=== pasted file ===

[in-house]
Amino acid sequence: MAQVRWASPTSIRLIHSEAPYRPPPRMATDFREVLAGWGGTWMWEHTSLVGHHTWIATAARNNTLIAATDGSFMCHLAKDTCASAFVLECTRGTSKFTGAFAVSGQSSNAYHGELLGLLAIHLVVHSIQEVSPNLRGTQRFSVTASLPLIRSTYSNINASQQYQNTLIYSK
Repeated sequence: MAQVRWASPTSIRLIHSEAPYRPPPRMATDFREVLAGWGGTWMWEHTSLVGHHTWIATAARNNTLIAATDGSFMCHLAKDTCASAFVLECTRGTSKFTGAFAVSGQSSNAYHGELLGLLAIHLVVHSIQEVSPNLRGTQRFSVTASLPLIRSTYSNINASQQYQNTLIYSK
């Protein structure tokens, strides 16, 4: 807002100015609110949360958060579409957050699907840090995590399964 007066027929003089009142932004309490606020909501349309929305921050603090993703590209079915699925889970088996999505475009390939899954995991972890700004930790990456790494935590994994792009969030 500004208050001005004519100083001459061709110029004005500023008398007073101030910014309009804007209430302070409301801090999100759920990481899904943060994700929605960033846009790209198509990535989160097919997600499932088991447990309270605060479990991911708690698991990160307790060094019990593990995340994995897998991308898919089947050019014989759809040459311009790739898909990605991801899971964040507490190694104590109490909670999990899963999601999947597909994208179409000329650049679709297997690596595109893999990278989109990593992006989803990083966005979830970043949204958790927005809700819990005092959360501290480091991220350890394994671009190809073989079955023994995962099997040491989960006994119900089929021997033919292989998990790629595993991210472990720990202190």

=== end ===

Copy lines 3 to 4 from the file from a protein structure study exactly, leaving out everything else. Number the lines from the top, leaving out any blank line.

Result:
Repeated sequence: MAQVRWASPTSIRLIHSEAPYRPPPRMATDFREVLAGWGGTWMWEHTSLVGHHTWIATAARNNTLIAATDGSFMCHLAKDTCASAFVLECTRGTSKFTGAFAVSGQSSNAYHGELLGLLAIHLVVHSIQEVSPNLRGTQRFSVTASLPLIRSTYSNINASQQYQNTLIYSK
């Protein structure tokens, strides 16, 4: 807002100015609110949360958060579409957050699907840090995590399964 007066027929003089009142932004309490606020909501349309929305921050603090993703590209079915699925889970088996999505475009390939899954995991972890700004930790990456790494935590994994792009969030 500004208050001005004519100083001459061709110029004005500023008398007073101030910014309009804007209430302070409301801090999100759920990481899904943060994700929605960033846009790209198509990535989160097919997600499932088991447990309270605060479990991911708690698991990160307790060094019990593990995340994995897998991308898919089947050019014989759809040459311009790739898909990605991801899971964040507490190694104590109490909670999990899963999601999947597909994208179409000329650049679709297997690596595109893999990278989109990593992006989803990083966005979830970043949204958790927005809700819990005092959360501290480091991220350890394994671009190809073989079955023994995962099997040491989960006994119900089929021997033919292989998990790629595993991210472990720990202190």